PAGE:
Place in taxonomy (finish?)

John Grehan jrg13 at PSU.EDU
Wed Jul 3 23:48:35 CDT 2002

I haven't followed the place in taxonomy postings as closely (only so much
time in the day) but I concur with the latest observations by Robert
Mesibov. His examples illustrate how knowledge of the geographic
positioning of taxa can contribute information of phylogenetic significance
that is not present in a purely biological cladogram. I found it
interesting to read the examples cited. There is so much empirical work
going on in biogeography I find it a daunting task to keep track (no pun)
of even part of it.

In the panbiogeography book we have an entire chapter on geography and
systematics titled "Mapping the Trees of Life" subtitled "Panbiogeography,
phylogenetic systematics, and evolutionary processes".

The introductory statement is as follows:

"An understanding of geographical evidence is basic to interpreting the
phylogeny, systematics, and taxonomy of species and higher taxa. the use of
geographical distribution and other biogeographical data as a source of
classificatory characters and phylogenetic evidence is a time-honored
practice among systematists (citations from the 1800's to 1995)".

We note De Candolle as one of the first systematists to note the value of
geographical distribution, and Wallace's recognition that the natural
sequence of affinities of species was geographical, and Darwin made
comments on the value of using geographic evidence. A number of examples
are briefly cited including the use of geography to help delineate taxa in
a study of copper butterflies by Johnson and Balogh 1977.

There is one aspect of this that may be of general interest with respect to
the 'heritability' of geographic characters. I think there was a comment in
an earlier posting that inheritance was purely biological. Russell Gray and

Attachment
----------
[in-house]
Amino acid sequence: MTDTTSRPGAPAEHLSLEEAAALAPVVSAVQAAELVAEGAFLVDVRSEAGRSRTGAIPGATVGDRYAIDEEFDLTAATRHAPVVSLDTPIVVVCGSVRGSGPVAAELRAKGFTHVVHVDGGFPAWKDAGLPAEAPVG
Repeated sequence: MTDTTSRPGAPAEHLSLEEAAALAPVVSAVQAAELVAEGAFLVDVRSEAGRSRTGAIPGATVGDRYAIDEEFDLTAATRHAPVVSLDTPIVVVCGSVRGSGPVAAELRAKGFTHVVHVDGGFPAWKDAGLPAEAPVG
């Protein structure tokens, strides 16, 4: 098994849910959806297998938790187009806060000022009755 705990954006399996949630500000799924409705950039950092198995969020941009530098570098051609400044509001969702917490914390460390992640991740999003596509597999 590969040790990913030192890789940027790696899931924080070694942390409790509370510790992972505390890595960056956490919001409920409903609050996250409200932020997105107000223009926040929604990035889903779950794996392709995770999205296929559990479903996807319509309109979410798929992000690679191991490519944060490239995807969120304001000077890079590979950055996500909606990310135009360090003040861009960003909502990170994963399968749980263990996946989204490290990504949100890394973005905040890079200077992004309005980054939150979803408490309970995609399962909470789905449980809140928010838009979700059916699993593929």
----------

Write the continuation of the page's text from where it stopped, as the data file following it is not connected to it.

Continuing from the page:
others have argued for an extended concept of inheritance where
developmental information is in circuit rather than being localized within
internal or external factors:

p. 90:

"An alternative approach to genes and environments is a developmental
systems or constructionist approach in which genes are recognized as just
one resource that is available to the developmental process. Although
particular resources may have different roles, there is nothing dividing
the resources into fundamentally differing kinds such as genes and
environment. Phenotypic traits require both genetic and environmental
inputs. The fundamental unit of evolution becomes the developmental system.
This is a set of organismic and environmental features interacting to
produce an outcome capable of replicating the developmental process
(Grifiths 1992, Griffiths and Gray 1994). Characters are constructed
through epigenetic processes that are no less a codeterminant of characters
than genes (Oyama 1985, Ho 1988). Evolution is the differential replication
of these systems."

John Grehan

At 10:28 AM 7/4/02 +1000, you wrote:
>Pierre Deleporte has asked how, specifically, you can extract historical
>evidence from distributional data. Unfortunately I have no Method (note the
>capital) and no software package (Geoclade?) to offer, but here are 3